I am one of the few, proud MacBook Air (MBA) owners in the world. Every article you’ve seen from me in the past was written on the petite beauty. In one last month, I wrote:
I’m only here to make a case that anyone that hasn’t used one should give it a shot and that Apple needs to throw some marketing dollars behind it so everyone else knows what we MacBook Air owners have known for a long time: It’s the best notebook Apple makes and it also happens to be the smallest.
This is exactly what Apple did yesterday, and yet, I was severely disappointed. It seems as if Apple is finally throwing marketing dollars behind the MBA, and I watched my Twitter stream as thousands of geeks’ heads exploded at how thin it is. But I felt a little weird reading this on my MacBook Air and thinking out loud, “I know. It’s been that way for years.” It’s thinner, yes, but not significantly. That’s the whole story in a nutshell.
Pricing & Marketing
On the whole, the reason Apple’s MacBook Air wasn’t a hit before now was price. Imagine the iPad started at $999. Fewer people would own one, and those that did and sang its praises it to friends would be immediately be greeted with the response that it was simply too expensive for a tablet. Basically, Apple just dropped the price. The MacBook Air of today is largely unchanged from what we had before, and that’s disappointing.
11.6″ Model Versus the Sony TZ (circa 2008)
Consider Engadget’s live-blog from Macworld 2008, when the Macbook Air was introduced. Steve initially compared the MacBook Air to Sony’s TZ series. His biggest gripe was that the processor speed maxed out at 1.2GHz Core 2 Duo, and the display was only 11 inches.
The 11.6-inch MacBook Air is “too cramped” and “too slow” according to the Steve of 2008. To be fair, the Air isn’t the same as the TZ in every way. I haven’t used the new keyboard, but Apple claims it’s full-size and the body is still a bit thinner.
Let’s Talk Speed
Current MacBook Air owners won’t see a significant speed bump if they own the Revision C model (1.8/2.13GHz) released last year. In fact, not much has changed about the machine at all.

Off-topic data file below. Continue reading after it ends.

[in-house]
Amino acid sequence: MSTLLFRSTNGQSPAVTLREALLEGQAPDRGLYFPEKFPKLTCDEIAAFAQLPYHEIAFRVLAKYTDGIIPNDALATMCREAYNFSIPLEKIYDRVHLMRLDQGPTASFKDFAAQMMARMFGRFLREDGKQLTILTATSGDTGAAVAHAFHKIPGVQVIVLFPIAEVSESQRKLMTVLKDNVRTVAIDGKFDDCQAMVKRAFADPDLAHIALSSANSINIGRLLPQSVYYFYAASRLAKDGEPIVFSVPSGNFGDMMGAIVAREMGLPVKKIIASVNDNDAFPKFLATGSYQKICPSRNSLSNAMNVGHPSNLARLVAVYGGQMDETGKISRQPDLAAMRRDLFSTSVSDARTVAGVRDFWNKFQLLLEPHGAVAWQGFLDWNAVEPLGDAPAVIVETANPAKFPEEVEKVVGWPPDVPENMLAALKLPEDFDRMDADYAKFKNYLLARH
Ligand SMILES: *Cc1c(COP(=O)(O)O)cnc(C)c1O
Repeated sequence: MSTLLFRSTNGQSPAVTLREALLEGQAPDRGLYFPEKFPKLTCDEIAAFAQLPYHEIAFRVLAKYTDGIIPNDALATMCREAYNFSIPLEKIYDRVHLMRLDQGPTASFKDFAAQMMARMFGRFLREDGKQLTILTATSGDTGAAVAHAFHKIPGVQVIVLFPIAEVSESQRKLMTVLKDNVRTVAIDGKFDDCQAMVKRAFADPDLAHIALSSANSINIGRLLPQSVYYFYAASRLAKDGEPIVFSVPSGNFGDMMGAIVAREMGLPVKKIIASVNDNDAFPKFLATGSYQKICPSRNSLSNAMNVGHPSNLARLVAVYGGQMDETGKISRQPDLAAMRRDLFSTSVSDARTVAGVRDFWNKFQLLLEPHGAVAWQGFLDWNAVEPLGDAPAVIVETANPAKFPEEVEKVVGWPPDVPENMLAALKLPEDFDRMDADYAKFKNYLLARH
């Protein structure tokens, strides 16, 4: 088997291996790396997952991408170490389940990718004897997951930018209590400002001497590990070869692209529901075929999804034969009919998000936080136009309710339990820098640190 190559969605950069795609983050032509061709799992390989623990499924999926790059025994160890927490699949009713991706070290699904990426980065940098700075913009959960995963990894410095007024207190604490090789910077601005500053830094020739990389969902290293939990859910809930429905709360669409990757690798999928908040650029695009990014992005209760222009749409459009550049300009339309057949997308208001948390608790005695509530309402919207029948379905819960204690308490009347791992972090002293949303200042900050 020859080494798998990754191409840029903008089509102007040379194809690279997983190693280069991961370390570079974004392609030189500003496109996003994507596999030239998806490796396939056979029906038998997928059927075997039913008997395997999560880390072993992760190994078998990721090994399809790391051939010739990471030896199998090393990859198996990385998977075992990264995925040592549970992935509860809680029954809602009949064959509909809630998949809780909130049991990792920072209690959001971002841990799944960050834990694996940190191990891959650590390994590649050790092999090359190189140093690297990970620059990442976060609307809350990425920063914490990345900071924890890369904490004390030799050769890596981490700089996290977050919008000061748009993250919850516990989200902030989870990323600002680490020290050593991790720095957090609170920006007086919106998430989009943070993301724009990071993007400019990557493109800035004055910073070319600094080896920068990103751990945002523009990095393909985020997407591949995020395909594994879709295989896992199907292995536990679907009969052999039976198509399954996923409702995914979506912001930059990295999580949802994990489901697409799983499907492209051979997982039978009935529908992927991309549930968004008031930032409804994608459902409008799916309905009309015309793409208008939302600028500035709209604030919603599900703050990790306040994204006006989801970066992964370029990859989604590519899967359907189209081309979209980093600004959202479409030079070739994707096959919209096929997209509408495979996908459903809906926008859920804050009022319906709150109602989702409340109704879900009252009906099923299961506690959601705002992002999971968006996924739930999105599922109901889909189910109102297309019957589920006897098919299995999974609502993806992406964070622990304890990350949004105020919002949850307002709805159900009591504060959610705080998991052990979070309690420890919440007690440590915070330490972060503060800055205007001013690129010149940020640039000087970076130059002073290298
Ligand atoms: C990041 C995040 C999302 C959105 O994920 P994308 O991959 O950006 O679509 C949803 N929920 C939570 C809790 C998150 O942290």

MacBook Air Revision C (Jun. 2009)
- 1.86 ($1499) or 2.13GHz ($1799)
- 3.0 Pounds
- 6MB of L2 Cache w/ 1066Mhz Frontside Bus
- 120GB HDD or 128GB SSD
- 2GB RAM (DDR3-8500 at 1066Mhz)
- 13.3-inch screen w/ 1280×800 resolution
- NVIDIA GeForce 9400 w/ 256Mb of VRAM (shared with main memory)
MacBook Air Revision D (October,2010)
- 1.86Ghz ($1,299) or 2.13Ghz ($1699)
- 2.9 pounds
- 6MB of L2 Cache w/ 1066Mhz Frontside Bus
- 128GB SSD or 256GB SSD
- 2GB/4GB RAM (DDR3-8500 at 1066MHz)
- 13.13″ screen w/ 1440×900 resolution
- NVIDIA GeForce 320m w/ 256Mb of VRAM (shared with main memory)
Of course, I’m only comparing the 13-inch models, but you’re getting a machine that’s basically the same speed with an option to add more ram and more storage, plus a high-resolution screen which isn’t something I’d recommend to everyone. Some (especially those over 50) will prefer a lower resolution. Even I had trouble using a 17-inch MacBook Pro and eventually sold it.
What you are getting is a drop in price. Last year, a 2.13GHz machine with 2GB of RAM and a 128GB SSD would cost $1799. Today, that same machine costs $1699 with double the storage, and it’s only $100 to upgrade to 4GB of RAM.
Real World Performance
Will HD Flash movies on YouTube perform better? No. Will Photoshop CS5 filters apply faster? Maybe with a RAM upgrade. Nothing about this upgrade is impressive if you’re a current MacBook Air owner looking for more speed.
Why can’t Apple squeeze more juice out of this machine? Apple didn’t talk speed at all. They didn’t throw their famous “2x Faster” graphic up on the “buy now” page. Apple does tout the 2.9x faster graphics card, but I can guarantee you the Air released yesterday is only marginally faster than last year’s model, despite the introduction of the 320M, because that’s a video card using shared RAM, meaning the graphics performance goes down as you open more applications.
I was underwhelmed by today’s announcement, but the MBA was already a good notebook. I was hoping Apple would make it even better. It didn’t. “One more thing” was simply a minor evolutionary product refresh, and that’s too bad.
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